Speaking of charging, the Paralenz+ has a hardware bug in the USB-C port. The only way to charge it is via a USB-A to USB-C adaptor, if you plug a USB-C charger directly into it, it will fail to negotiate a charging rate with the charger and not charge at all. This has been fixed with the Vaquita, which can properly fast charge on USB-C. Another note with charging is that the display shows a 5-bar bar graph for charging rather than a percentage, so there’s no real way of knowing if you’re at 81% or 99%.
As mentioned earlier, disk space is a concern. In this case, not just disk space, but the type of disk you use is also important as writing high speed files requires a V30 microSD card. Specifically, the Paralenz requires the SanDisk V30 cards (affiliate link) and other brands have had a mixed record. I recommend getting at least 128 GiB as it’s easy to fill less than that on a couple of dives, especially if you’re doing 2.7K or 4K video. You’ll also find that the camera writes files in 10 minute blocks, so that if something goes wrong you don’t lose the whole dive (having said that, I’ve never lost any video from the Paralenz). Metadata is stored in PZAPP files, which are read by the mobile app and can be safely deleted if you’re not using the mobile app.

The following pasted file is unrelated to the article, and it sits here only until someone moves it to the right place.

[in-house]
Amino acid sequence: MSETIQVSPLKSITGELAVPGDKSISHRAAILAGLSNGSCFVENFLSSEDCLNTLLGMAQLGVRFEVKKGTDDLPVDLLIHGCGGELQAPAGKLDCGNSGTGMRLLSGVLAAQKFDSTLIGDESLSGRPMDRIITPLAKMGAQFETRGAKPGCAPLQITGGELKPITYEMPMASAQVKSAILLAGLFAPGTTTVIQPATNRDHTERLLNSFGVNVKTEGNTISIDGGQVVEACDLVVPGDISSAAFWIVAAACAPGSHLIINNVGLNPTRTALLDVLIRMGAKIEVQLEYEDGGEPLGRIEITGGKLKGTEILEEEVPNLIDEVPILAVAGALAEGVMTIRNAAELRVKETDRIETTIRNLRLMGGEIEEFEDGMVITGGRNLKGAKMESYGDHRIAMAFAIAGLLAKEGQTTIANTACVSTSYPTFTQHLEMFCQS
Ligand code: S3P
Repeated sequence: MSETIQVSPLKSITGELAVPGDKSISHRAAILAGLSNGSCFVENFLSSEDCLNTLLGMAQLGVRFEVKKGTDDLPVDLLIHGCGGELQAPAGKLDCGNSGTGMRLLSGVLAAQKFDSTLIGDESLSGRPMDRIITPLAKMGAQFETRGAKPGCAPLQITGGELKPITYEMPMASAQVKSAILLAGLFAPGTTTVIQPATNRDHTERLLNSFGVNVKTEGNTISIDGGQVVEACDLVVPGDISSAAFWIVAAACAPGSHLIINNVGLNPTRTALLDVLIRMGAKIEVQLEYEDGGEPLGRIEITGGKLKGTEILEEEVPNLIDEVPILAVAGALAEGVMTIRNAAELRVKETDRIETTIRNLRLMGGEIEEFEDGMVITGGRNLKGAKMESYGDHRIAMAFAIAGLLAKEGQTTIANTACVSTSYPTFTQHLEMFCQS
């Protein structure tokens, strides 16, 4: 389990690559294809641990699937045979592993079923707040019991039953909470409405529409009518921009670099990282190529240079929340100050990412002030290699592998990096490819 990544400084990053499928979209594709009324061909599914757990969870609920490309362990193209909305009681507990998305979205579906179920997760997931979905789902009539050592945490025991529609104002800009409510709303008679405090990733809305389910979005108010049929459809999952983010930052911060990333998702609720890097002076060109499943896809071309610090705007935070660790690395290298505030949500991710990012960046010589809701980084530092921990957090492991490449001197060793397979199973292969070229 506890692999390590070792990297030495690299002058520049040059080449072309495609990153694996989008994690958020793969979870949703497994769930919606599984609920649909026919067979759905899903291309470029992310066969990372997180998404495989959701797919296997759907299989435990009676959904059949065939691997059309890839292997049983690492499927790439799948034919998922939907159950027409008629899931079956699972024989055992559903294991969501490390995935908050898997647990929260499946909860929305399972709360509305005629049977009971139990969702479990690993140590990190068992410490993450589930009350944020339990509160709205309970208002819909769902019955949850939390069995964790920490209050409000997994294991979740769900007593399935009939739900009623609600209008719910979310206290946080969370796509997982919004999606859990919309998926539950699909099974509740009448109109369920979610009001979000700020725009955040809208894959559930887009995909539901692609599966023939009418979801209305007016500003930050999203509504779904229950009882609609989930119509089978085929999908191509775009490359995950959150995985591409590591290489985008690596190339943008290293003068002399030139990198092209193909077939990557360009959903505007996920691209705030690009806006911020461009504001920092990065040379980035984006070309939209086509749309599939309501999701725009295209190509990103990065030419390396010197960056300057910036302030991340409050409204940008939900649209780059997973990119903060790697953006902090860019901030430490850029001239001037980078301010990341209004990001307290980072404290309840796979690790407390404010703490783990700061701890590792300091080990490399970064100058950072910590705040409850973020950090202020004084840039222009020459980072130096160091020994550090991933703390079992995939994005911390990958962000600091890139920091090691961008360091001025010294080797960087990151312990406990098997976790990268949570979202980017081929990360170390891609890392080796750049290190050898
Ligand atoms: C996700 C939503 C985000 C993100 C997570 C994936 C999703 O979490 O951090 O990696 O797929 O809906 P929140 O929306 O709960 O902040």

As far as the app goes, I’ve found it to be nice in theory but has limited use in practice. It takes a very long time to load the video and process it, making showing friends the great video you took quickly via the mobile a non-starter. It’s so much faster to just move the files off the disk and process them on a computer. One are the app does shine though, is making settings changes. It’s a lot easier to do on the app and then just push the changes to the camera. There are also CSV (comma separated value) files recorded with dive metadata, which are quite pretty to bring up in the mobile app and can give you some more insights on your dive.